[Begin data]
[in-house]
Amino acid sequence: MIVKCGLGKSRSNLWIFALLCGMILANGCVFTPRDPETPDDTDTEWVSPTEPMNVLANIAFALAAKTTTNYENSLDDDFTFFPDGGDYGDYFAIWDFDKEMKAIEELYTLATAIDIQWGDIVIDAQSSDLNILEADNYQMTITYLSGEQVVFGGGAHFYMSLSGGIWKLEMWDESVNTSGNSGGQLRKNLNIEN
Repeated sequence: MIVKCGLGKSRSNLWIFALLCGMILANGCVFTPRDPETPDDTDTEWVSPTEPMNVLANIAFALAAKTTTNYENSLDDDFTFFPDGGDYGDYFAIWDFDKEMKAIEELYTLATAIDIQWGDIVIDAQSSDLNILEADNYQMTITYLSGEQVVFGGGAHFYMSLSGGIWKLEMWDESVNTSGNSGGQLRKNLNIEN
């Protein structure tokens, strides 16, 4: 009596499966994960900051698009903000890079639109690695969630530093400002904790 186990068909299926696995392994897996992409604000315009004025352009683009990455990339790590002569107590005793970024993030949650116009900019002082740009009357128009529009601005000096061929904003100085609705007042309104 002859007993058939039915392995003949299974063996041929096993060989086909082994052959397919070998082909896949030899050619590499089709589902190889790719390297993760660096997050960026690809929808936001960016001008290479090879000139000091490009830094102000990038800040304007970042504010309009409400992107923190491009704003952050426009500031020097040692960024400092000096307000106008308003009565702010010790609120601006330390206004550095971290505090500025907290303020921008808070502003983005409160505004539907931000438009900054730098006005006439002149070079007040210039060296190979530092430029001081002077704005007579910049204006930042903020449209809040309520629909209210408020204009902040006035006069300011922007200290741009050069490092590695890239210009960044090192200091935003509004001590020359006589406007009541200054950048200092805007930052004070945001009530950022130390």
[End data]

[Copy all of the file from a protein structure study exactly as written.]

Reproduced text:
[in-house]
Amino acid sequence: MIVKCGLGKSRSNLWIFALLCGMILANGCVFTPRDPETPDDTDTEWVSPTEPMNVLANIAFALAAKTTTNYENSLDDDFTFFPDGGDYGDYFAIWDFDKEMKAIEELYTLATAIDIQWGDIVIDAQSSDLNILEADNYQMTITYLSGEQVVFGGGAHFYMSLSGGIWKLEMWDESVNTSGNSGGQLRKNLNIEN
Repeated sequence: MIVKCGLGKSRSNLWIFALLCGMILANGCVFTPRDPETPDDTDTEWVSPTEPMNVLANIAFALAAKTTTNYENSLDDDFTFFPDGGDYGDYFAIWDFDKEMKAIEELYTLATAIDIQWGDIVIDAQSSDLNILEADNYQMTITYLSGEQVVFGGGAHFYMSLSGGIWKLEMWDESVNTSGNSGGQLRKNLNIEN
């Protein structure tokens, strides 16, 4: 009596499966994960900051698009903000890079639109690695969630530093400002904790 186990068909299926696995392994897996992409604000315009004025352009683009990455990339790590002569107590005793970024993030949650116009900019002082740009009357128009529009601005000096061929904003100085609705007042309104 002859007993058939039915392995003949299974063996041929096993060989086909082994052959397919070998082909896949030899050619590499089709589902190889790719390297993760660096997050960026690809929808936001960016001008290479090879000139000091490009830094102000990038800040304007970042504010309009409400992107923190491009704003952050426009500031020097040692960024400092000096307000106008308003009565702010010790609120601006330390206004550095971290505090500025907290303020921008808070502003983005409160505004539907931000438009900054730098006005006439002149070079007040210039060296190979530092430029001081002077704005007579910049204006930042903020449209809040309520629909209210408020204009902040006035006069300011922007200290741009050069490092590695890239210009960044090192200091935003509004001590020359006589406007009541200054950048200092805007930052004070945001009530950022130390």